NASA astronaut recruitment starts for future Mars mission

5 Nov 201532 Shares

Share on FacebookTweet about this on TwitterShare on LinkedInShare on Google+Pin on PinterestShare on RedditEmail this to someone

NASA astronaut Karen Nyberg, squeezes a water bubble out of her beverage container, showing her image refracted, in the Unity node of the ISS. Image via NASA

Share on FacebookTweet about this on TwitterShare on LinkedInShare on Google+Pin on PinterestShare on RedditEmail this to someone

Listen up astronauts, cosmonauts and anyone with their head in the clouds: NASA will soon be accepting applications for astronauts, recruiting over the next two years those who could be the first humans to land on Mars.

NASA astronaut recruitment is notorious for having one of the toughest job application processes of any career, which is probably a good thing considering that you need to be a top scientist capable of performing tasks outside the earth-bound realms of this planet.

According to the space agency’s announcement, applications will be accepted from 14 December to mid-February, with the successful candidates expected to be announced in mid-2017.

While many (and this journalist in particular) might be a bit miffed that it is only open to American citizens – NASA being an American space agency – those who are successful will get the chance to fly on a number of different space missions.

NASA says that recruitment will cover one or more of its four different vessels, including the International Space Station (ISS), two commercial crew spacecraft currently in development by SpaceX and Boeing, and, most excitingly, NASA’s in-development Orion deep-space exploration vehicle.

The commercial entry of Boeing’s CST-100 craft and SpaceX’s Dragon will allow for an additional seventh crew member to be launched, which NASA says will effectively double the amount of time astronauts will be able to devote to research in space.

Given that these new astronauts won’t begin their new job until 2017 at the earliest, it’s likely that they would be some of the prime candidates for the Mars mission planned by NASA for the mid-2020s.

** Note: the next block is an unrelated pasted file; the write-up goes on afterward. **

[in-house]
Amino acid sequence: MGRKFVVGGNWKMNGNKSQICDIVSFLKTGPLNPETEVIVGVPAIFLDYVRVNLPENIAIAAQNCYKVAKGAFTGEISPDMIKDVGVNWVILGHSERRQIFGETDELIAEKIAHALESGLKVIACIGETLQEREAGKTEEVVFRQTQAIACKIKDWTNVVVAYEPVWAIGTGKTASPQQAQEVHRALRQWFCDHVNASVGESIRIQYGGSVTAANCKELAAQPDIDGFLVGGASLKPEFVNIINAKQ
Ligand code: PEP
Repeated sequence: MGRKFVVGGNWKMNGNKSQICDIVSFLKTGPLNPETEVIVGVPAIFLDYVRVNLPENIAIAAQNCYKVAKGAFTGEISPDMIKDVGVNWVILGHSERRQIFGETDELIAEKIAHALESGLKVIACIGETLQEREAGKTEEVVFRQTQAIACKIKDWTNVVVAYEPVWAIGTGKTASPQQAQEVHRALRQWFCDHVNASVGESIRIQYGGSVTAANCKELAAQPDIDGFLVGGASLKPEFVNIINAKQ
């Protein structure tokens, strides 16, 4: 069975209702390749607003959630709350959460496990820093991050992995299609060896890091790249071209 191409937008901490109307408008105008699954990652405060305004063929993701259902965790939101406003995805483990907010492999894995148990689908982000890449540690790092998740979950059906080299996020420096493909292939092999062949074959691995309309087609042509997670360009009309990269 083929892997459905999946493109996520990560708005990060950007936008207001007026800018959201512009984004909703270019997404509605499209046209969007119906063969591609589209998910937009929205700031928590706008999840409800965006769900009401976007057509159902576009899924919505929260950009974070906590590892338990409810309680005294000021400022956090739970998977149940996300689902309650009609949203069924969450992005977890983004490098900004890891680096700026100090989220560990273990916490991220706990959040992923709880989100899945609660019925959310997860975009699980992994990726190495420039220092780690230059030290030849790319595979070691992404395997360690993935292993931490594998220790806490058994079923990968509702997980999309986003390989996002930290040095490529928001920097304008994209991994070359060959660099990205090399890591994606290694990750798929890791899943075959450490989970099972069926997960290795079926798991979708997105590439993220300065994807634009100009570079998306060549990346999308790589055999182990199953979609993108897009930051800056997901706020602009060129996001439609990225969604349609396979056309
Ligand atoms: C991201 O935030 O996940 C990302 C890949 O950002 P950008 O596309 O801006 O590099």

You don’t have to be a rocket scientist

While the early classes of astronauts were required to be pilots in the US Air Force – and, at one point, could only be men – today’s astronauts can come from a number of different STEM fields, but pilots and engineers, as well as scientists and medical doctors, are in high demand.

“This next group of American space explorers will inspire the Mars generation to reach for new heights, and help us realise the goal of putting boot prints on the Red Planet,” said NASA Administrator Charles Bolden. “Those selected for this service will fly on US-made spacecraft from American soil, advance critical science and research aboard the ISS, and help push the boundaries of technology in the proving ground of deep space.”

Currently, there are 47 astronauts in the active astronaut corps, and more will be needed to crew future missions to the space station and destinations in deep space.

If you want to apply to be a future Martian, but feel like you’ll never meet the standard, fear not, as NASA has actually released a Tumblr post breaking down five myths commonly associated with astronauts.

An example: an astronaut does not need to have perfect vision, have a PhD or be a particular age, however, you do have to have at least a bachelor’s degree in a STEM field, three years of experience in that field and be able to pass NASA’s tough physical tests.

Main image via NASA

Colm Gorey is a journalist with Siliconrepublic.com

editorial@siliconrepublic.com